MUST Session at November FP6 conference
|Posted by Jeroen on Monday, October 07 2002 @ 17:26:41 CEST
The JRC (Ispra) in close collaboration with the Copernicus Institute for Sustainable Development and Innovation organises a workshop
Managing Uncertainty in science for suSTainability: future research challenges for Europe
as one of the side events at the start conference of the 6th Framework Programme: "European Research 2002, The European Research Area and the Framework Programme", Brussels, 11-12-13 November 2002.
This workshop is closely related to the FP6 Expression of Interest for a Network of Excellence "Management of Uncertainty in science for suSTainability (MUST)" (coordinated by the Copernicus Institute), and will bring together practitioners in the field of uncertainty
This field is central to policy making, as the complex
problems of the environment and sustainability are becoming
The workshop will review work that has been done in the field, and develop
perspectives for integration and further research topics. There are now a
number of useful tools, methods and approaches, some more formal and
some more informal. These are available for the assessment and
management of different types of uncertainty. They are also useful for the
analysis of the capacity for the handling of uncertainty in modern societies,
by both institutional and discursive means.
Perspectives and priorities for further research will be developed in the
light of the strong policy relevance of uncertainty management.
It involves a categorization of the sources and sorts of uncertainty, and
their roles in decision-making and dialogue. It is a crucial activity, at
the interface of science, policy and society, for the study of the
functioning of scientific knowledge as a public good,
i.e. as provider of the basis for policy formulation and decision making.
The challenge is to increase society's capacity to evaluate, respond to,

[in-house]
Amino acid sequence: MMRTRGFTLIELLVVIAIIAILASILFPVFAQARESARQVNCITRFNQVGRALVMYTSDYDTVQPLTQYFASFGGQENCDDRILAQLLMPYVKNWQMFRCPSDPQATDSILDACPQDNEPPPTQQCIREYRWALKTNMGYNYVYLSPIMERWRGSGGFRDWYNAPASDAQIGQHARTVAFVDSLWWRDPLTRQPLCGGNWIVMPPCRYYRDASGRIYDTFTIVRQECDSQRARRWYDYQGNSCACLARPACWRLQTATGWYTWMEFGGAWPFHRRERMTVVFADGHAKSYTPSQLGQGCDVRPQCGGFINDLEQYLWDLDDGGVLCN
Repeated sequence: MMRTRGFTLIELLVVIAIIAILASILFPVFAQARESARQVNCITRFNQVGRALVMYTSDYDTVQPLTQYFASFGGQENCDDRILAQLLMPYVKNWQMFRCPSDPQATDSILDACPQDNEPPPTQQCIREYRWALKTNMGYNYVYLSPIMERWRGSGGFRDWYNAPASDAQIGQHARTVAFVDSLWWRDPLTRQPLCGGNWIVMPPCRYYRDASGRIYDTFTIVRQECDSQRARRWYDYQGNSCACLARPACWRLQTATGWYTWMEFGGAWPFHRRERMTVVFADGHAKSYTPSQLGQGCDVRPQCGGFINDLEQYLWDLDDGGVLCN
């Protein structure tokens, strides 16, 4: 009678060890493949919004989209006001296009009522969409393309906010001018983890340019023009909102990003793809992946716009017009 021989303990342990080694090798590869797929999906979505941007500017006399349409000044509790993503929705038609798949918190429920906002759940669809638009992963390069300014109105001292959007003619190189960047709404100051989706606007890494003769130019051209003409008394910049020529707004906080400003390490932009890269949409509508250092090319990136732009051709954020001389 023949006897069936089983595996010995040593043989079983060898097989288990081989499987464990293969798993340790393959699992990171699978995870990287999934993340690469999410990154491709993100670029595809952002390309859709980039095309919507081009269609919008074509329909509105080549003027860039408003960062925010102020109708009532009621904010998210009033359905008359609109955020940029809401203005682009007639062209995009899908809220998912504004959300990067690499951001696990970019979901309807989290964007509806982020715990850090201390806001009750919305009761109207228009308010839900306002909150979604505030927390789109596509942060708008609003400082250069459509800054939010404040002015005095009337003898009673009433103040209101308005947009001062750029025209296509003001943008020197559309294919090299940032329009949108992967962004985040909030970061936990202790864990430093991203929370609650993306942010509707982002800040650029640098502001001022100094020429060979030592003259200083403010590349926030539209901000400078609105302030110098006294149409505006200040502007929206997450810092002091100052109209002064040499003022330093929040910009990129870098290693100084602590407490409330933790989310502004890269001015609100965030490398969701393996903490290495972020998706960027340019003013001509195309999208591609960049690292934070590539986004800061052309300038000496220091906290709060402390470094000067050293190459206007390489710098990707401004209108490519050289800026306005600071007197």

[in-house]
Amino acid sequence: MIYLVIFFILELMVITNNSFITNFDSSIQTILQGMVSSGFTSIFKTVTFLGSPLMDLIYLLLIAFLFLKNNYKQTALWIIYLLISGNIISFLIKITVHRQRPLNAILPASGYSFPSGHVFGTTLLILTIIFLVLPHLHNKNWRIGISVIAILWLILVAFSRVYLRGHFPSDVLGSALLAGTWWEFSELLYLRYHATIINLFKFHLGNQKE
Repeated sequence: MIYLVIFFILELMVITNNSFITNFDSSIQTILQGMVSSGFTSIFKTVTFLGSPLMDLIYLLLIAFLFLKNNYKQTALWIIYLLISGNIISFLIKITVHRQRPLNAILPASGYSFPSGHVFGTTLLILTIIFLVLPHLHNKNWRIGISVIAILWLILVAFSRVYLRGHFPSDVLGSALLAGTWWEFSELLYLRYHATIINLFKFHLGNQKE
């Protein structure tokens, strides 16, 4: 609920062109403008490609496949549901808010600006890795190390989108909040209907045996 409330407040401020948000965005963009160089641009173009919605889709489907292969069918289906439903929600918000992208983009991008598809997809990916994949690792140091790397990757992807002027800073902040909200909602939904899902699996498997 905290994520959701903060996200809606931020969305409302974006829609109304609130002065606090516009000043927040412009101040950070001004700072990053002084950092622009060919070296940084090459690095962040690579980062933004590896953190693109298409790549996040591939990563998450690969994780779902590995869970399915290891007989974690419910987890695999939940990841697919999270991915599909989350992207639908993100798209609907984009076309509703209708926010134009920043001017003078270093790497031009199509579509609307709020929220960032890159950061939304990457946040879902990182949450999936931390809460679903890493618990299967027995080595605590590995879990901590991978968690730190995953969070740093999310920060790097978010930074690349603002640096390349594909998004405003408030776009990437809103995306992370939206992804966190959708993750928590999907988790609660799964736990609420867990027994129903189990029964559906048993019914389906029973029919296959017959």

and find ways of surmounting and accommodating uncertainties
surrounding knowledge production and use.
Uncertainty management has to be seen as part of new quality assurance
processes for science and policy for sustainability, based on broad
societal and ethical considerations. The inherent complexity,
high stakes and urgency of sustainable development is not something
that can be handled by scientific-technological expertise alone.
Uncertainty management is a necessary step to ensure the
plurality of the knowledge input into policy processes for sustainability.
This in turn will enhance the quality of the knowledge, will democratize
the expert processes and can provide a sound basis for precautionary
Further research will involve (on the conceptual side) a deeper analysis of
uncertainty and policy-critical ignorance, (on the development side)
integration, refinement and extension of existing tools and methods,
and (on the applications side) exercises in a variety of decision-making
The workshop takes place November 11, 2002
14:30 Jeroen van der Sluijs: Managing Uncertainty in Science for Sustainability,
future research challenges for Europe
14:50 Jerry Ravetz: Policy critical ignorance
15:10 Andrea Saltelli: Quantitative methods
15:30 Jacquie Burgess: Deliberative methods
16:00 Joachim Spangenberg: Extended peer processes
16:20 Penny Kloprogge: Coping with value-ladenness
16:40 Ângela Guimarães Pereira: Communicating uncertainty
17:00 Matthias Kaiser: Uncertainty and precaution
The workshop will take place in the congress centre of Heysel, Brussels
(Meeting. Room at the JRC Stand J/11)
Update: most presentations are now available from the nusap.net in the download section "Lectures and poster presentations"